As for the prairie rose, the idea still simmers on the proverbial back burner.

When I first discovered the plight of our vanished prairie years ago I felt an urgency for capturing such “icons” as the pasque flower, prairie smoke, lady slippers and cone flowers, among others. I’d also found my way into taking a Minnesota Master Naturalist course that included a field trip to one of the most compelling stretches of native prairie in Western Minnesota. Steve Harms, who claims title to this hilly moraine of prairie near Sunburg with his wife, Robin Freese, told us that the pasque flowers were in full bloom and had virtually laid claim to the hillsides. “This is the best we seen for many years,” he said.

At the time my focus was still more in details than horizons, and I captured an image I liked well enough to put into my next calendar. When I shared my pasque flower image this past week with Kylene, she quickly created an entirely new wave of inspiration and motivation with her response.

She said, “This flower (Anemone patens, or Pulsatilla patens or Pulsatilla nuttalliana, appears to have three Latin titles) is my earliest memory of a prairie flower. My friend Laurie Denbrook recently asked, ‘Remember picking bags full of Mayflowers?’ Her sister was my best childhood girlfriend. We would pick paper bags full (before the dreaded plastic grocery bags) and walk around Watson, knock on doors (mostly the older women in town) and sell them a large handful for a nickel, every spring. We picked them ‘on the hill,’ which at the time was our horse pasture before becoming the infamous Champion Hill, noted in the not too distant past as the ‘sledding hill’ in Watson! Even after all my older sisters and I grew up and moved away and came home for Easter, it was a tradition to go to Champion Hill and search for Mayflowers. We were rarely disappointed. It seemed that no matter how early or late spring came, or how early or late Easter, Mayflowers were always blooming that weekend — amazing. Each spring my older sisters still ask if I had checked for Mayflowers.”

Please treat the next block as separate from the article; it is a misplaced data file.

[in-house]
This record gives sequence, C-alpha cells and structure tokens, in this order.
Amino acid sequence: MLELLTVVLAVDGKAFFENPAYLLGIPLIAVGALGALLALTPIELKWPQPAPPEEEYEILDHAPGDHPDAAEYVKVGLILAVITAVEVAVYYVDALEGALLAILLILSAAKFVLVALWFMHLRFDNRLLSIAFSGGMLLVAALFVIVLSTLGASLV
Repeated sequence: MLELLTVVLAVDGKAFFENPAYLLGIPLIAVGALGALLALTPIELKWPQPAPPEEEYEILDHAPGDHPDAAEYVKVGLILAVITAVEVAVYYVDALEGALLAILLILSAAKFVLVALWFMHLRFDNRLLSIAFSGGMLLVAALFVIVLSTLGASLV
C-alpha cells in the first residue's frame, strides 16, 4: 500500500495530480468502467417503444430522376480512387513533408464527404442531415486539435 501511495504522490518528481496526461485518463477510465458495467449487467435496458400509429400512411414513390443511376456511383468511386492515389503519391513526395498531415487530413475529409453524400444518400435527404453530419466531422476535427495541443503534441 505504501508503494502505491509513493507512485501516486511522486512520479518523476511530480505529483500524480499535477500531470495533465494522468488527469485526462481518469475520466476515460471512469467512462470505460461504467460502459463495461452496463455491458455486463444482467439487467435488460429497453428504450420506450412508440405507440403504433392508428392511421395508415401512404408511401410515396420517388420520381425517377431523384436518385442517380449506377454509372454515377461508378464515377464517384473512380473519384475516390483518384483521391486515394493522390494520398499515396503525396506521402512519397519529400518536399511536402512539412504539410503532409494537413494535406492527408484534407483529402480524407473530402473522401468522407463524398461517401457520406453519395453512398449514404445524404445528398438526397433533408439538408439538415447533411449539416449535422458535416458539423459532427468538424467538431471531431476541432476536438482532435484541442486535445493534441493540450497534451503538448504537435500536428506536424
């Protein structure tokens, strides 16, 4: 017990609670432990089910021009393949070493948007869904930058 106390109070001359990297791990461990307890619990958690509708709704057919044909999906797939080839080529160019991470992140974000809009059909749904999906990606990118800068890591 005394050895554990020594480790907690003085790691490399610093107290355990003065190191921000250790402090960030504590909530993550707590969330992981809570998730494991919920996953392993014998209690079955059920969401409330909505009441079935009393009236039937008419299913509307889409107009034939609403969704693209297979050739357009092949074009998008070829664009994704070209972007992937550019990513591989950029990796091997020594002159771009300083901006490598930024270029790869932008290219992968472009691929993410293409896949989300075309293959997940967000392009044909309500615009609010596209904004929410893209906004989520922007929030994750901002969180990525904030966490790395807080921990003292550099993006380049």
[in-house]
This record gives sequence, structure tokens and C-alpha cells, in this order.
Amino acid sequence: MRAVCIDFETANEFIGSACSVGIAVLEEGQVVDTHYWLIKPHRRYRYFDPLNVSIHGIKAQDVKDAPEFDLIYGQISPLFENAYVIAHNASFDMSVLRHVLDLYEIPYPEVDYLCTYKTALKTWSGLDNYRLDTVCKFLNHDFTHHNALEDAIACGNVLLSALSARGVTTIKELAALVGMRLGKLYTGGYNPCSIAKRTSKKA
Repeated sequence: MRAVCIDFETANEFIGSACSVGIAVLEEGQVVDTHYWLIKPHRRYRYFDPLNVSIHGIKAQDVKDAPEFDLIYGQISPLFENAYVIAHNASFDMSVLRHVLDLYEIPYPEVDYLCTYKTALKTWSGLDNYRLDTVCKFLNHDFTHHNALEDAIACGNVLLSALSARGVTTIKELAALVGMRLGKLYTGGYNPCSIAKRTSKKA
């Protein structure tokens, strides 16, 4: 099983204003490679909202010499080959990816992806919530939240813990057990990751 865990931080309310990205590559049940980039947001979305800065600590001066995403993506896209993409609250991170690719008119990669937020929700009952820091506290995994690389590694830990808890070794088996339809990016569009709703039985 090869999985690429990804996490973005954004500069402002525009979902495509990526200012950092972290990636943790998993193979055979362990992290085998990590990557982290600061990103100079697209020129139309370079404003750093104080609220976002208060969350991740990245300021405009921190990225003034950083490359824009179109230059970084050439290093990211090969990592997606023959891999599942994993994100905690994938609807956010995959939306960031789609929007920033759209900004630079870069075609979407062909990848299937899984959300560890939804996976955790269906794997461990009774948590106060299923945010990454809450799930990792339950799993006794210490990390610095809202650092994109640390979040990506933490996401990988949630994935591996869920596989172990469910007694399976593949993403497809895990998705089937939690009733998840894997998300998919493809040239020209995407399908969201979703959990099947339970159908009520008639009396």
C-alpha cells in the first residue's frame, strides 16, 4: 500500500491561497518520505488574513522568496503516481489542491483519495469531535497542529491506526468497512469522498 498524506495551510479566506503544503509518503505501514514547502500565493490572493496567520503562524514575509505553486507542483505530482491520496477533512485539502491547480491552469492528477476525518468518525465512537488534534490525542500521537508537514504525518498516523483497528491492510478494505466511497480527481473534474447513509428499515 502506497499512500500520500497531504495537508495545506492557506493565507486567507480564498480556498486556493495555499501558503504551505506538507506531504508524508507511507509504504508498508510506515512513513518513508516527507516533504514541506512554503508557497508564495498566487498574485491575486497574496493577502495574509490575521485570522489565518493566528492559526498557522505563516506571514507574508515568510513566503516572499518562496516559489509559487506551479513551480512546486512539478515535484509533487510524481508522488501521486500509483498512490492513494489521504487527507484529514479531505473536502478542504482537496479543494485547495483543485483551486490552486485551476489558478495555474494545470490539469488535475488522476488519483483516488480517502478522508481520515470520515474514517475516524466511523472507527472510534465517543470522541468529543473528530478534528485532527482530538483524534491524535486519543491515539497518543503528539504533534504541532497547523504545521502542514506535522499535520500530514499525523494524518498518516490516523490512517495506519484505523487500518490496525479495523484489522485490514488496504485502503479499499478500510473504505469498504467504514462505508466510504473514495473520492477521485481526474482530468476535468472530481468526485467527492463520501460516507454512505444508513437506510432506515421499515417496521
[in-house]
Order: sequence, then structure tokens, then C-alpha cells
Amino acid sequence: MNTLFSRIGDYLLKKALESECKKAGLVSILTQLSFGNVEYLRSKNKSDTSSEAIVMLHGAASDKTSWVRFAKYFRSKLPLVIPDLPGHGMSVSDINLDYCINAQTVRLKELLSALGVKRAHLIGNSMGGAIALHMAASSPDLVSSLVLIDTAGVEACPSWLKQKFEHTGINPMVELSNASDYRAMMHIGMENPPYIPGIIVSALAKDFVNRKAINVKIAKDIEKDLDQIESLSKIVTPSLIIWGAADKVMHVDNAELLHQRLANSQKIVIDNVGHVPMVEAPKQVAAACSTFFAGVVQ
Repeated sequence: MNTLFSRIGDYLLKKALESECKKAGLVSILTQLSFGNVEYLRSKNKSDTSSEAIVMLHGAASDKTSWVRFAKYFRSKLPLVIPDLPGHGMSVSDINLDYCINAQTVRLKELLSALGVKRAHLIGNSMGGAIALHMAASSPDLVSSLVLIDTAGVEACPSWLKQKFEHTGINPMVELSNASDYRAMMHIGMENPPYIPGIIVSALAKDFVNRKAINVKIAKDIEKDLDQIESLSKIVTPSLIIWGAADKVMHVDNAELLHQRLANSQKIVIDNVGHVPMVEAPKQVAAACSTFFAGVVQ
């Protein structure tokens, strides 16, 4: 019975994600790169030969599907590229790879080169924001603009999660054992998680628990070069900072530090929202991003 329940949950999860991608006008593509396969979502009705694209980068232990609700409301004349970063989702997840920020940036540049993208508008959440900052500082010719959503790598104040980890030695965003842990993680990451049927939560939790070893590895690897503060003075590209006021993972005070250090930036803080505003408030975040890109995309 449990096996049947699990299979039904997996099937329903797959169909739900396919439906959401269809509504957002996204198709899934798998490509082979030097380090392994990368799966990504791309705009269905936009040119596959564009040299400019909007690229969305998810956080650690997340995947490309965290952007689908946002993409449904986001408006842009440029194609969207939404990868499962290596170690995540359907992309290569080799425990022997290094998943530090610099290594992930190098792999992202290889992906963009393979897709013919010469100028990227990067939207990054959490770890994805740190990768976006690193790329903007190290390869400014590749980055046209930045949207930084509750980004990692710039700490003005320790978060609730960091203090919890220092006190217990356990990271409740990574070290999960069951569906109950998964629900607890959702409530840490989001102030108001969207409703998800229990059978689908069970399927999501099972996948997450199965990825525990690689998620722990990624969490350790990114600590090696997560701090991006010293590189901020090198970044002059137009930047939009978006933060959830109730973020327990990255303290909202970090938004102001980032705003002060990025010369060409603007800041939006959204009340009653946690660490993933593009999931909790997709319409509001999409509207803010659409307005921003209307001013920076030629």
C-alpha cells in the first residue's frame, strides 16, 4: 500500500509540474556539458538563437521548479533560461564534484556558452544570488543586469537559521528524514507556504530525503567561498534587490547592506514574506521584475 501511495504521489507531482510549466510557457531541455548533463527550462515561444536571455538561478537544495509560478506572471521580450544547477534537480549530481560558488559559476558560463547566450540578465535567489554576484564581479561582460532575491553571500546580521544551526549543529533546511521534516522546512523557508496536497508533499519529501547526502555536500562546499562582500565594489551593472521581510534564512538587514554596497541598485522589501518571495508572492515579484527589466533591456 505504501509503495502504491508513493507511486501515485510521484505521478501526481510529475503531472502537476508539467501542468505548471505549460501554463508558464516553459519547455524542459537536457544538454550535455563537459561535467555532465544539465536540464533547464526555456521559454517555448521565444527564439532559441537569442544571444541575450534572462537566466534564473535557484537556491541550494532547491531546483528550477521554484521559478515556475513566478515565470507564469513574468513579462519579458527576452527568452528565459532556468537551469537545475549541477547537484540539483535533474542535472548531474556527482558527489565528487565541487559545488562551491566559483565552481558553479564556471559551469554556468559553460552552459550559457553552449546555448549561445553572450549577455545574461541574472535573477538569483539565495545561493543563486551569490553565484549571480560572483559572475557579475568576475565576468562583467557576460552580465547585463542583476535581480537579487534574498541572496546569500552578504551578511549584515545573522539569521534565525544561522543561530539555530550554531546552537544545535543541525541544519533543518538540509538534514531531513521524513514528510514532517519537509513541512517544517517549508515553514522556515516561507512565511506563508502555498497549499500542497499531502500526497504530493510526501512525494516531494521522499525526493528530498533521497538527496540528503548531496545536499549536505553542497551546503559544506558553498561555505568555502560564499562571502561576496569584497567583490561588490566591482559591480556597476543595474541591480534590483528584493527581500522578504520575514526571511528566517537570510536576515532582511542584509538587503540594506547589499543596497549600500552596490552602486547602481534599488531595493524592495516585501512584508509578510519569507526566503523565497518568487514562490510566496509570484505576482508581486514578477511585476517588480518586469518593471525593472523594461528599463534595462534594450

Added another friend, Lynn Lokken, “I grew up picking them as well. Great memories of my grandma teaching me about them. They bloom, we get snow, and they survive! In fact, we’ve done prairie burns and they pop up through that, too.”

I have no such childhood memories of pasque flowers, yet it is pleasing when an image brings pleasure and memories for others. Good fuel for motivation, I’d say.

This entry was posted in He Said by John G. White. Bookmark the permalink.

About John G. White

Somewhat retired after a long award-winning career in newspapers (Wisconsin State Journal, Dubuque Telegraph-Herald, Denver Post and a country weekly, the Clara City Herald). Free lance photographer and writer with credits in more than 70 magazines. Editor with various Webb Publishing magazines in St. Paul, and a five year stint as editorial director at Miller Meester Advertising.